- A 16-year-old started teaching students in her locality because her father, the owner of a small eatery, met with an accident that confined him to bed. His dhaba on the highway had to shut down. Rajanya Saha and her mother make Rs 8,000 a month between them. It takes care of their living, educational and medical expenses.
- A 10-year-old boy is fighting duchenne muscular dystrophy, a medical condition that has him confined to a wheelchair. Despite this, Yuvaan Singh, in Class V, attends school regularly. His mother waits outside the classroom to take care of him so he does not fall.
Students whose courage and conviction triumphed over their circumstances took the centre stage at the inaugural ceremony of IIHM presents The Telegraph School Awards for Excellence 2022 on Saturday.
Over 700 students received certificates in 14 categories in the 27th edition of the awards, in association with The Bhawanipur Education Society College, held at South City International School.
Both Rajanya and Yuvaan received The Surrendra Paul Memorial Award for Courage.
“Doctors had said that my father would take six months to recover but it is close to a year and he is still on bed rest. The dhaba shut down because neither my mother nor me could run it on the highway. Both of us started giving tuitions,” said Rajanya, the Class XI student, who also received The Shyamal Basu Scholarship.
Yuvaan Singh who received The Surrendra Paul Memorial Award for Courage
Rajanya Saha who received The Surrendra Paul Memorial Award for Courage
It is difficult to take classes and attend school. Online classes in the interim made life more difficult.
“My phone had stopped working for a few months last year and we could not afford to buy one, so I used my mother’s phone (that is not a smartphone) to call up my teachers and friends to understand what was taught online,” said the student of Holy Child Institute Girls’ Higher Secondary School.
For Yuvaan to continue his studies, his mother gave up her career. If he falls, it could lead to further complications in his existing medical condition.
“He is a positive boy and loves cricket,” said his father Dilip.
For the first time this year, the inaugural award ceremony was not just an in-person event but also live streamed for people to view from different parts of the world.
In the past two years, the award ceremony was conducted online because of the Covid pandemic. The Telegraph Education Foundation received applications for scholarships from the Dooars to the Sunderbans and the Foundation is striving towards handing over Rs 60 lakh this year. Last year, Rs 50 lakh was handed out to students through scholarships instituted by individuals and institutions. The scholarships help many to continue their studies and inch closer to their dreams.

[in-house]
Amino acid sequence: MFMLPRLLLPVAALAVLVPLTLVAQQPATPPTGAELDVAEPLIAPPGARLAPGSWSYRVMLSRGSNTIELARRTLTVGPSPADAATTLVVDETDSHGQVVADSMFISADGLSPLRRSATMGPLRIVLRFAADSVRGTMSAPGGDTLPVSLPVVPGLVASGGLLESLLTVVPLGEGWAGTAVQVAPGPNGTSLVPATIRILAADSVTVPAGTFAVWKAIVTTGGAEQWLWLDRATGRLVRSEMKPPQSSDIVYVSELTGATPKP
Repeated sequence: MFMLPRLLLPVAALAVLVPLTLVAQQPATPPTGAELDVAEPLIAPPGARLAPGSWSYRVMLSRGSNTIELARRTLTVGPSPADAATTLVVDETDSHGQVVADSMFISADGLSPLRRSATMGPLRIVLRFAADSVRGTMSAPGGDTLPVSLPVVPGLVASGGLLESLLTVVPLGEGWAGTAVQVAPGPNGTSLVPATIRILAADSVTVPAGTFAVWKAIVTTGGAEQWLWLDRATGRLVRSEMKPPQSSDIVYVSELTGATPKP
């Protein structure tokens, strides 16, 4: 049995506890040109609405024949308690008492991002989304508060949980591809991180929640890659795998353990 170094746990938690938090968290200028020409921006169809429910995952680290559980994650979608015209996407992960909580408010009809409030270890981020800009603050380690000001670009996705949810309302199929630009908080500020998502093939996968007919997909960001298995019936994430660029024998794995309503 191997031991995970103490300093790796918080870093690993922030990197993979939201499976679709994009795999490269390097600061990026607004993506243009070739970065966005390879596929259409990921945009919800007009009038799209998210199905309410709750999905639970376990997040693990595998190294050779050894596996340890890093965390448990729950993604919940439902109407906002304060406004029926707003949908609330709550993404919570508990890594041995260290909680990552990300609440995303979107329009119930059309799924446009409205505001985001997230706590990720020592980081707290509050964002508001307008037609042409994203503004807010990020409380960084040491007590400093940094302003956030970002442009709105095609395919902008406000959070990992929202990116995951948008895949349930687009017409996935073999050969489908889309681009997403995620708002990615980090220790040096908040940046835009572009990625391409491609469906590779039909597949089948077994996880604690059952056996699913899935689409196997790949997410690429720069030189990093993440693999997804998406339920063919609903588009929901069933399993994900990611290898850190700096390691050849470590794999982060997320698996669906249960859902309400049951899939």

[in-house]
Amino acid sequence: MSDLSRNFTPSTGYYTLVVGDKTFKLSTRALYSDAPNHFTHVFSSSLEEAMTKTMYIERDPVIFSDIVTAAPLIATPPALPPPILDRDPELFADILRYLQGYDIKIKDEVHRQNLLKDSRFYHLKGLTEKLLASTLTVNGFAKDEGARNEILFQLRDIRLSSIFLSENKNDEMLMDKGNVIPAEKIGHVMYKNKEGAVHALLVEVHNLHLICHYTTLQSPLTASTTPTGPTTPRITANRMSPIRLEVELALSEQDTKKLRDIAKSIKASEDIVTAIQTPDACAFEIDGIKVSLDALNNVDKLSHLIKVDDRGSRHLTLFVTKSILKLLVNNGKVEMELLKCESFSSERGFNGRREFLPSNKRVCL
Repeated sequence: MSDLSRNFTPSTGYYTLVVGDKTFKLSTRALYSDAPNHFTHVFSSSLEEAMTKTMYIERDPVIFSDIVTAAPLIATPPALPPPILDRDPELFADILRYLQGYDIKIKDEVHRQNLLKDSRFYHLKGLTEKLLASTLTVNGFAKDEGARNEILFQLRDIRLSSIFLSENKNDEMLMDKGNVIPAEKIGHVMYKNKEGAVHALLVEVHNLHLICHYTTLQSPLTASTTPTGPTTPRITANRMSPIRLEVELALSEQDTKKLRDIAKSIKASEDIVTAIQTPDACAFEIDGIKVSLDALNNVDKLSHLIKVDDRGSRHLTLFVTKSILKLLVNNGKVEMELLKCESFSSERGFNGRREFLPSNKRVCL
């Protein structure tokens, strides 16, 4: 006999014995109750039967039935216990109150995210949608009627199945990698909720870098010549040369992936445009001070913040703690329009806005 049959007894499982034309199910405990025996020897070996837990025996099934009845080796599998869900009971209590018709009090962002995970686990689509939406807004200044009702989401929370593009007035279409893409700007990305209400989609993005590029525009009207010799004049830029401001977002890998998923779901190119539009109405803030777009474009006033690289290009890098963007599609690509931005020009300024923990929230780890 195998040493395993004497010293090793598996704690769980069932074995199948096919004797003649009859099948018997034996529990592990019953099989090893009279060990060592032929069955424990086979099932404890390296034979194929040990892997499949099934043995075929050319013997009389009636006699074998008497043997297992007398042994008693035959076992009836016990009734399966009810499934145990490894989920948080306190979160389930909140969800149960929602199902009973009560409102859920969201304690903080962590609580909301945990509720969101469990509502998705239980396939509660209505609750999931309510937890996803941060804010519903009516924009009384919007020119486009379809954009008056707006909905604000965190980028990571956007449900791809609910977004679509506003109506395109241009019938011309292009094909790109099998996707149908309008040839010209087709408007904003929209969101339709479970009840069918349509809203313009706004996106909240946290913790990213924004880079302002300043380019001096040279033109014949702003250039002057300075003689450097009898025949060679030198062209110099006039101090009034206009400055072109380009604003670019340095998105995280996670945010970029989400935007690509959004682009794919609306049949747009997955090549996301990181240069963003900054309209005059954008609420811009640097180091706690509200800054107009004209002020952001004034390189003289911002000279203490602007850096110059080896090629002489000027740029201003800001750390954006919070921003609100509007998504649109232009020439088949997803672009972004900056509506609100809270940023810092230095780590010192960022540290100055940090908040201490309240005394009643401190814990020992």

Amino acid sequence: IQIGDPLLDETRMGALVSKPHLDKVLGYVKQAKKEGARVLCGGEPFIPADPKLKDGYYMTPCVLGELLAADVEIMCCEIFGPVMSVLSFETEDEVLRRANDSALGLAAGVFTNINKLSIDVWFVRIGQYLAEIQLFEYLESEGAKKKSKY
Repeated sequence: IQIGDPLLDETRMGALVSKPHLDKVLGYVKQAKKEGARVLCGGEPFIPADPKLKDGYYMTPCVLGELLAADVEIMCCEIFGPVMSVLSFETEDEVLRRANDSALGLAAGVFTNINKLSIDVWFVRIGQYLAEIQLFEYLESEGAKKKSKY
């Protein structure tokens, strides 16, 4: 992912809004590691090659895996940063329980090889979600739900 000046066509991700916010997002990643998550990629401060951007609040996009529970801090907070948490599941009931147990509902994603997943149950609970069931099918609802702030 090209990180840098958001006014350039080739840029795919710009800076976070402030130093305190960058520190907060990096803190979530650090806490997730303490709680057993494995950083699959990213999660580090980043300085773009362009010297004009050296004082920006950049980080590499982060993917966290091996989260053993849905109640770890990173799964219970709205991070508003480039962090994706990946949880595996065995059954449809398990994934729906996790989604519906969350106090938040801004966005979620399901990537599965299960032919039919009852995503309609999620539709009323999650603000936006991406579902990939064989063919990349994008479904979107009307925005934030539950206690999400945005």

Subhatithi Roy who received The DPS Megacity Scholarship
It helps the likes of Class VII student Subhatithi Roy, of Katjunagar Swarnamayee Vidyapith (HS), whose father has a tea stall but wants his daughter to become a bank manager, and Roji Das, a Class XI student of Rishi Aurobindo Memorial Academy, whose left hand is only up to her elbow but she is determined to become a make-up artist.
Roji Das who received The Purushottam Bhagchandka School Scholarship
Subatithi received The DPS Megacity Scholarship and Roji received The Purushottam Bhagchandka School Scholarship.
Such is the pull of the award show that Roji wrote her political science exam in her school in Dum Dum and took a bus with her mother to reach the venue minutes before the ceremony ended.
“Despite having one hand, my daughter can tie her own hair or shoe laces and I know she will be independent enough to sustain herself,” said her mother Chandrani.
As the young girls and boys walked up and down the stage, their stories moved some in the audience to do more than just sit.
Abira Das, principal of Agrasain Boys’ School, wrote an email to the foundation during the event saying she wants to institute scholarships — one individually and the other on behalf of the school.
Girls, boys and schools received certificates for their academic excellence, talent in sports, ecofriendly initiatives and social service.
Carrying placards and posters, children from Ankur, an NGO-run school, came to collect The Caring Minds Awards for A School that Cares.
Ragini Tiwari who received the certificate of merit for TTEF award for Outstanding Talent in Sports
Ragini Tiwari, a black belt in taekwondo, received a certificate of merit for TTEF award for Outstanding Talent in Sports.
“I am doing taekwondo since I was four and it is as important to me as my studies or my parents. It gives me a psychological advantage when travelling alone,” said the Class XII student of Salt Lake Siksha Niketan.
The stories do not end here. Many more heroes will walk up to the stage next Saturday (September 3) at St James’ School for the concluding part of the awards.